The planning process is straightforward. Advisors click an arrow to move from one screen to the next. Client information, including goals and objectives, are entered first. Next comes Finances. Of note here is the clear handling of mortgages, with easy schedule creation, payment history, graphs and the like. Risk management includes a capital needs analysis and current policy information. The investment section is flimsy but functional. It offers three asset classes (equities, fixed income, cash). The risk questionnaire is also bare bones.
Like the investment section, the retirement section is no frills. Essentially, the program looks at the client's estimated retirement income need in today's dollars, subtracts any expected indexed income, such as Social Security payments, and arrives at a future income need. Next, the program looks at income-producing assets, assumed rate of return, assumed inflation rate and retirement age to determine if additional funds are needed. If there is a shortfall, the program can calculate the additional savings required to cover the shortfall. PFP allows adjustments for surplus and deficit years during retirement, prioritizing order of withdrawal and designating assets subject to RMD.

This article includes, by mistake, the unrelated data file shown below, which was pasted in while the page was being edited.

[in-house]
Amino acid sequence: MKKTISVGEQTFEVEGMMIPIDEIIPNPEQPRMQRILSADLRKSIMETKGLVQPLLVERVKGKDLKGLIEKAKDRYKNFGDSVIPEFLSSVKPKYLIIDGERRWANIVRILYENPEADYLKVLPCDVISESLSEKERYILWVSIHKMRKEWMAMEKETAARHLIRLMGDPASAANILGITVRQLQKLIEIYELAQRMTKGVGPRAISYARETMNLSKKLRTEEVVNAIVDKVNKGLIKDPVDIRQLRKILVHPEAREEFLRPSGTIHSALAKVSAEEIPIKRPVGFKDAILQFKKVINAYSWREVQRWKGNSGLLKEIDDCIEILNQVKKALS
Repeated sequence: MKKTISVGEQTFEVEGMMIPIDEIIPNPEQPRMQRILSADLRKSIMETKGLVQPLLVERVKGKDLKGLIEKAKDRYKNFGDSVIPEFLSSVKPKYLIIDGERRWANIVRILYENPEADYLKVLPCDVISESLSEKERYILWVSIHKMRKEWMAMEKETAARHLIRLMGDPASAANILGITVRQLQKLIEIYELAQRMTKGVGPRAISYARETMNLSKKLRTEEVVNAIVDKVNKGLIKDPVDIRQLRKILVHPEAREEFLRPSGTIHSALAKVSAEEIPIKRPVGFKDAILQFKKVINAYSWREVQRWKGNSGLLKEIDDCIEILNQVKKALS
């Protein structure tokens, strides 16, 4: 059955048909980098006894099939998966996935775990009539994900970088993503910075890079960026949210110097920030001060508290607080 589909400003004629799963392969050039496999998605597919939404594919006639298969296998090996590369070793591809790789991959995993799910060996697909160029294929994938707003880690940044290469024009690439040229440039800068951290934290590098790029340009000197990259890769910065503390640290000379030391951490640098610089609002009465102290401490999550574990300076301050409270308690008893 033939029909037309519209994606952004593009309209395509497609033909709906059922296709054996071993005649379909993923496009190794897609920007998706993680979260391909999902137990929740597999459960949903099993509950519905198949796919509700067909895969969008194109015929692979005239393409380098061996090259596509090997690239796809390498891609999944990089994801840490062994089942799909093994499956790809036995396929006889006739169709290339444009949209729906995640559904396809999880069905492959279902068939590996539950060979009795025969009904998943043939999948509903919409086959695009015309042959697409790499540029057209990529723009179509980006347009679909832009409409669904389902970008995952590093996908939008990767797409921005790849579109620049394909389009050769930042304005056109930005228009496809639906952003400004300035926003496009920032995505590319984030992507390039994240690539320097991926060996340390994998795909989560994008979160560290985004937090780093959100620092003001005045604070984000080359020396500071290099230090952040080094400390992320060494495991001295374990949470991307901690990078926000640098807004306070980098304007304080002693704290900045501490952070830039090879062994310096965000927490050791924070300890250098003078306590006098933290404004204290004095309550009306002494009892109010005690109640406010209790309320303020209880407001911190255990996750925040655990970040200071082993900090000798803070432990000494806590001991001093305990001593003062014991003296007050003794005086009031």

The estate section includes a checklist to help insure that advisors contemplate potentially appropriate planning techniques. While of limited use to veteran planners, it is useful to less experienced folks. In any event, going through the checklist is appropriate because it allows one to document the process for compliance purposes. Once the section is completed, advisors can view the impact of estate and gift taxes in graphical form. Multiple methods of calculation are offered including 2009 rates, Repeal in 2010, Sunset in 2011.
The tax section allows the advisor to create an abbreviated Form 1040 to estimate the impact of income taxes and plan for tax minimization. Again, a simple checklist documents the process.
PFP Notebook has a number of things going for it. Price is right there at the top of the list. The $595 initial price is reasonable, but the renewals, at $199, are a true bargain. If you end up owning the program for four years (assuming no increase in the yearly maintenance), your cost of ownership would come to under $300 per year. That's cheap for anything approaching a comprehensive financial planning program.
PFP Notebook is easy to learn and use. Navigation is intuitive. Compared with other comprehensive financial planning programs, it is streamlined comprehensive planning, but it does cover the critical elements; and it allows the advisor to do so fairly rapidly. Depending on one's client base, more complex programs may be overkill, in which case you are paying a premium in time and money for unnecessary features and added complexity. There's something to be said for buying what you need, and nothing more. PFP Notebook fits that bill for some.